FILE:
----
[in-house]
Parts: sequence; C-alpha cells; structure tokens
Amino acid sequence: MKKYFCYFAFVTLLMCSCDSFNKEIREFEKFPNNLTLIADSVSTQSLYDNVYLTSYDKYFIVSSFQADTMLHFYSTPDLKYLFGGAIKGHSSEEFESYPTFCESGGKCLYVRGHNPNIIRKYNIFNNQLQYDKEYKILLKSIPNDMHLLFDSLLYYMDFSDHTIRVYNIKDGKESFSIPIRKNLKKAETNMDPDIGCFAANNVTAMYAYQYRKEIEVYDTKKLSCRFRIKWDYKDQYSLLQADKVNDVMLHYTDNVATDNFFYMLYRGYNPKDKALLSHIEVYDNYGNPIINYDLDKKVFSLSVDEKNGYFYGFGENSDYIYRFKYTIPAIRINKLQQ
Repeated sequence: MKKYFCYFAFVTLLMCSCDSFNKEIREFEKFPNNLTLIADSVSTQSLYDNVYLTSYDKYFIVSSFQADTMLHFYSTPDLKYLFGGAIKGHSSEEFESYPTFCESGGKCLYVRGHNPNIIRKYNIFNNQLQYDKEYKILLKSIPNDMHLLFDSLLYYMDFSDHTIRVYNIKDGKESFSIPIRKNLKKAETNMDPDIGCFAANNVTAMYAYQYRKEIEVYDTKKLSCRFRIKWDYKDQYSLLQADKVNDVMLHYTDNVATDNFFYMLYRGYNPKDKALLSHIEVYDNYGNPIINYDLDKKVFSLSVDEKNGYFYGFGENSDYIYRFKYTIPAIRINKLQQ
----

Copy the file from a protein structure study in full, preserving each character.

[in-house]
Parts: sequence; C-alpha cells; structure tokens
Amino acid sequence: MKKYFCYFAFVTLLMCSCDSFNKEIREFEKFPNNLTLIADSVSTQSLYDNVYLTSYDKYFIVSSFQADTMLHFYSTPDLKYLFGGAIKGHSSEEFESYPTFCESGGKCLYVRGHNPNIIRKYNIFNNQLQYDKEYKILLKSIPNDMHLLFDSLLYYMDFSDHTIRVYNIKDGKESFSIPIRKNLKKAETNMDPDIGCFAANNVTAMYAYQYRKEIEVYDTKKLSCRFRIKWDYKDQYSLLQADKVNDVMLHYTDNVATDNFFYMLYRGYNPKDKALLSHIEVYDNYGNPIINYDLDKKVFSLSVDEKNGYFYGFGENSDYIYRFKYTIPAIRINKLQQ
Repeated sequence: MKKYFCYFAFVTLLMCSCDSFNKEIREFEKFPNNLTLIADSVSTQSLYDNVYLTSYDKYFIVSSFQADTMLHFYSTPDLKYLFGGAIKGHSSEEFESYPTFCESGGKCLYVRGHNPNIIRKYNIFNNQLQYDKEYKILLKSIPNDMHLLFDSLLYYMDFSDHTIRVYNIKDGKESFSIPIRKNLKKAETNMDPDIGCFAANNVTAMYAYQYRKEIEVYDTKKLSCRFRIKWDYKDQYSLLQADKVNDVMLHYTDNVATDNFFYMLYRGYNPKDKALLSHIEVYDNYGNPIINYDLDKKVFSLSVDEKNGYFYGFGENSDYIYRFKYTIPAIRINKLQQ